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Huawei P20 Pro review

There’s plenty to love about the Huawei P20 Pro which was just released recently. Yes, it does cost a whopping RM3,299 but then, consider the volume of storage you get, and the amazing Leica camera lenses, it all does seem worthwhile.

Don’t know what I am talking about? Well, the Huawei P20 Pro comes with 6GB RAM, 128GB of storage, and a triple Leica camera which allows fantastic photography.

Anyway, I am a non-Huawei fan, so with me saying so much about the phone proves there must be something there, right?


Battery life

The battery life of the Huawei P20 Pro, based on numerous online test by gadget experts proves that the phone is the longest lasting if compared to other rivals, including the Samsung Galaxy S9+ which came in second during such test.  Don’t take my word for it, but see the video below.

My personal experience however shows that the phone can last from 5AM to 9PM without charging. During my typical use, WiFi, data, Bluetooth are all switched on.  The screen is on auto brightness, and tethering was used from 9AM to 1PM.

Amazing colour and design

You can’t argue that the Huawei P20 Pro looks gorgeous!

I rarely comment on the colour options of a phone, but the colour options for the Huawei P20 Pro deserves every bit of mention. Despite being a fingerprint magnet, the colours of the Huawei P20 Pro is different from their closest competitor with the new colour, known as Twilight, looking really neat. Unfortunately, Twilight isn’t available in Malaysia, but other options like blue and black aren’t too shabby as well. The design of the Huawei P20 Pro is also good, with the shiny camera back looking back looking elegant without a case. Button location is also practical and good.

Superb camera

A step ahead of the rest, triple Leica cameras

Huawei placed a lot of emphasis on the P20 Pro’s triple camera phone, and there is good reason to that.  The camera’s are definitely worth the hype, and low light photos do turn up simply impressive, as you can see below. At the time this review is written, I’ve not fully tested all the features of the camera, but if you follow me on Instagram, you’d be able to see what the P20 Pro can do as a photography giant.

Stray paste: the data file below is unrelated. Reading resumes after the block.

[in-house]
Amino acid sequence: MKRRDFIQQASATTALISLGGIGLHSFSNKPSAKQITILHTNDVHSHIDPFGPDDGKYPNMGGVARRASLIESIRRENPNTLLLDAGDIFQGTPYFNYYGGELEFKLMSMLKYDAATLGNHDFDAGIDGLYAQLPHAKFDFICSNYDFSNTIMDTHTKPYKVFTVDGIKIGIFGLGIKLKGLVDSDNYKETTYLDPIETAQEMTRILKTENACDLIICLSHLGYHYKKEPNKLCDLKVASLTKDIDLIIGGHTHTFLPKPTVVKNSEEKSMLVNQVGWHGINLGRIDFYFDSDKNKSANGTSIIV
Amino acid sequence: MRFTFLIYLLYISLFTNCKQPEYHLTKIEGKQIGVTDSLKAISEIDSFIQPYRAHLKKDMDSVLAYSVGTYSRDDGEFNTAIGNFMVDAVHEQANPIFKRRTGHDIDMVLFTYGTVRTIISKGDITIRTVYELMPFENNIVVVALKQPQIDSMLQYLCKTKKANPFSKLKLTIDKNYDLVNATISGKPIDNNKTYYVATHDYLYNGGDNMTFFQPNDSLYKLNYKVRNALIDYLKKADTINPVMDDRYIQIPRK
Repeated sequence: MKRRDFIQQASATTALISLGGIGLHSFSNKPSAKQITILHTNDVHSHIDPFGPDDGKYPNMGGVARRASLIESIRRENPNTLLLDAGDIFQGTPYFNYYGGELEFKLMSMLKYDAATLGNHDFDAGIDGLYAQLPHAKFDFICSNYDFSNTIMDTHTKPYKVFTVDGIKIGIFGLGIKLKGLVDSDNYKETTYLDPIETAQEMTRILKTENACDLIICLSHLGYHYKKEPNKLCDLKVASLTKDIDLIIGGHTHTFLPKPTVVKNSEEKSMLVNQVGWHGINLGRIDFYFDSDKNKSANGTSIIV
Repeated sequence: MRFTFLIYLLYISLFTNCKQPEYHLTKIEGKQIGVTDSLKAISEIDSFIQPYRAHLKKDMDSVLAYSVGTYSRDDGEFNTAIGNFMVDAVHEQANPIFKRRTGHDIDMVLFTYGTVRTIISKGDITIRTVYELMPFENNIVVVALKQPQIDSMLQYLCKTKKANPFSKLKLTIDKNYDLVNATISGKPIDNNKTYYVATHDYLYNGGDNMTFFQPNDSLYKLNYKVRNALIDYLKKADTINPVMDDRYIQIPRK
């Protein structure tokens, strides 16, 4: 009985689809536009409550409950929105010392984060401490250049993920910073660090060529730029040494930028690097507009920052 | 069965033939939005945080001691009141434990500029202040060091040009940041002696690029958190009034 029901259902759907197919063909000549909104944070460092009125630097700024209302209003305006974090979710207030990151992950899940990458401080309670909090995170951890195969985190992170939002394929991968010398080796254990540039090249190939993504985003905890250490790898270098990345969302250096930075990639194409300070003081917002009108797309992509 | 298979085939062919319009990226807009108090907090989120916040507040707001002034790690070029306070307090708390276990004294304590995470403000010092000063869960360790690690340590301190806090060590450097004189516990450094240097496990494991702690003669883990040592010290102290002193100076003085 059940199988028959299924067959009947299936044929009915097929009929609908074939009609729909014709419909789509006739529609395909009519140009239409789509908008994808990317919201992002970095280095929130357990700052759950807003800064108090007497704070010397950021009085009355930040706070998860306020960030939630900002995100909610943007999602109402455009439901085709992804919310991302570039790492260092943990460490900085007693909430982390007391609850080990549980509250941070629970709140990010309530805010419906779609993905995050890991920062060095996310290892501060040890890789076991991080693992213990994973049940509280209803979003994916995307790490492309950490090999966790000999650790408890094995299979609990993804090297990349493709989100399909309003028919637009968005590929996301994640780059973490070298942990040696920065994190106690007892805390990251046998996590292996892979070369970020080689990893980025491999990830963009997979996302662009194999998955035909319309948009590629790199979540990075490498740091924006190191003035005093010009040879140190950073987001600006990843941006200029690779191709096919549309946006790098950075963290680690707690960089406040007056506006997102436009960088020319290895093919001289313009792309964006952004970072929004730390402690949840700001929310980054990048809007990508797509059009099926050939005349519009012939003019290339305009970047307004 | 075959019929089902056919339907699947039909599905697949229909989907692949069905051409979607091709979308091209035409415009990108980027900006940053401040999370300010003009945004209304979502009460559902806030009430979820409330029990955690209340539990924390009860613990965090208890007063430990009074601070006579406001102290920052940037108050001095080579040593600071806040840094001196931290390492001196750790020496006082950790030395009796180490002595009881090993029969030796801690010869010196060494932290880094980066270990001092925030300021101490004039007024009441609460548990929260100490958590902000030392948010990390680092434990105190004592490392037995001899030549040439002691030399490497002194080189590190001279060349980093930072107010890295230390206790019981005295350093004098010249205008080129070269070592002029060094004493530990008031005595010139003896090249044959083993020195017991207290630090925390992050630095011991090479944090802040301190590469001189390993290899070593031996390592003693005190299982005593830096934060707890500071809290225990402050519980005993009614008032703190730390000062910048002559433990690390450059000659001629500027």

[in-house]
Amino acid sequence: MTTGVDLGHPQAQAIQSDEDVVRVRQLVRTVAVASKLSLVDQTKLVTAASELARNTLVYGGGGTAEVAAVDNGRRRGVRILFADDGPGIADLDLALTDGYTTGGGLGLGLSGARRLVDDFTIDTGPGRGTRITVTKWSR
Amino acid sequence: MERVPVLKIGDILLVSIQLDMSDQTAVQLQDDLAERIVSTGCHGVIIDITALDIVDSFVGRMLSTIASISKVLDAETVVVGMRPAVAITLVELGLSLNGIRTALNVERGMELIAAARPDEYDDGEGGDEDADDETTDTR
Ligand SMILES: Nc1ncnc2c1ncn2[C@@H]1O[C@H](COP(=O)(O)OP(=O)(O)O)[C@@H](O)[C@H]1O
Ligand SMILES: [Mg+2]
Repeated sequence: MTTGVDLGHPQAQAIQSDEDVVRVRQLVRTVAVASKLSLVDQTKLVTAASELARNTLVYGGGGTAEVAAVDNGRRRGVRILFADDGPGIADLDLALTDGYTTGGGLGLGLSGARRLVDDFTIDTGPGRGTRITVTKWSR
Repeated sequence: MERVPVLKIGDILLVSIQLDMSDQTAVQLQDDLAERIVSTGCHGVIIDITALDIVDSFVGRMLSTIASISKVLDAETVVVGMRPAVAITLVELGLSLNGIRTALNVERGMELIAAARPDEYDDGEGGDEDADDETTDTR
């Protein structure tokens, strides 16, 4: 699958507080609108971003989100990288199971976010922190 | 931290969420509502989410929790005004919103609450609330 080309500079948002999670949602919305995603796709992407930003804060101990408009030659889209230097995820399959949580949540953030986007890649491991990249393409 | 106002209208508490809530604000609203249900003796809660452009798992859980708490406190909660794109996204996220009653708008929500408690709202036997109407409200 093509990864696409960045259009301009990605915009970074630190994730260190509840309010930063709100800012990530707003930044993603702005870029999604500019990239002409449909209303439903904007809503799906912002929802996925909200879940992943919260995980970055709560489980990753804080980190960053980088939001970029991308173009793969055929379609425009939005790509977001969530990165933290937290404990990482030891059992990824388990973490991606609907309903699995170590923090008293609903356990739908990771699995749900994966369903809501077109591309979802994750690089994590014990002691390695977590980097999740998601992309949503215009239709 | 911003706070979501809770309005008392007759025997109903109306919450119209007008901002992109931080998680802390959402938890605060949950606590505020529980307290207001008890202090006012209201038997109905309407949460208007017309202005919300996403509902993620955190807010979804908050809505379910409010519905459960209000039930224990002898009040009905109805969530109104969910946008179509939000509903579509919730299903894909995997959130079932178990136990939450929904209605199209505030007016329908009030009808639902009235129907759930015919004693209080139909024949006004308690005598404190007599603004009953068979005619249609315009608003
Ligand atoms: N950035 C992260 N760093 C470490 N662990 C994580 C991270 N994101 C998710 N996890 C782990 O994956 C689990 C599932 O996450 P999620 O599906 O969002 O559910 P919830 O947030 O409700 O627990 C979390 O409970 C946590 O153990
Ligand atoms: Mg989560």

Night shot using the Huawei P20 Pro

I tried a few features, most of which are in auto-mode, and the results are pretty good. I was particularly impressed with the night shots as you can see above.

Fast and easy access (fingerprint and face ID)

This is probably a standard feature in most flagship phones, but I found accessusing both the fingerprint scanner and facial ID to be impressively fast. I did however disable the Face ID because unlocking became too easy and annoying, especially when I didn’t want it to unlock.

Less bloatware than Samsung

This is probably the biggest reason why I decided to ditch Samsung’s S9+ and go for the Huawei P20 Pro. While Samsung is constantly reducing the number of bloatware on their phones, there’s still a significant amount of bloatware made available upon setting up the phone. Huawei through their EMUI operating system, allows you to choose what you want to install and what you don’t want to install, and bloatware is at minimum.


The annoying notch that doesn’t go away

Huawei P20 Pro
You can hide the notch using software, but it doesn’t really help.

I really don’t get why smartphone manufacturers are imitating the ugly notch the iPhone X introduced because it is just plain annoying. The notch gets even more annoying when you use Instagram as the contrast button is hidden by the notch. Huawei figured that introducing a line could hide the notch and reduce it’s annoyance, but it really doesn’t help. This is because the ‘hide notch’option only creates additional black lines to mimic the notch, cutting of display on the phone.

EMUI needs adaptability

Huawei P20 Pro
Tweaking the on screen navigation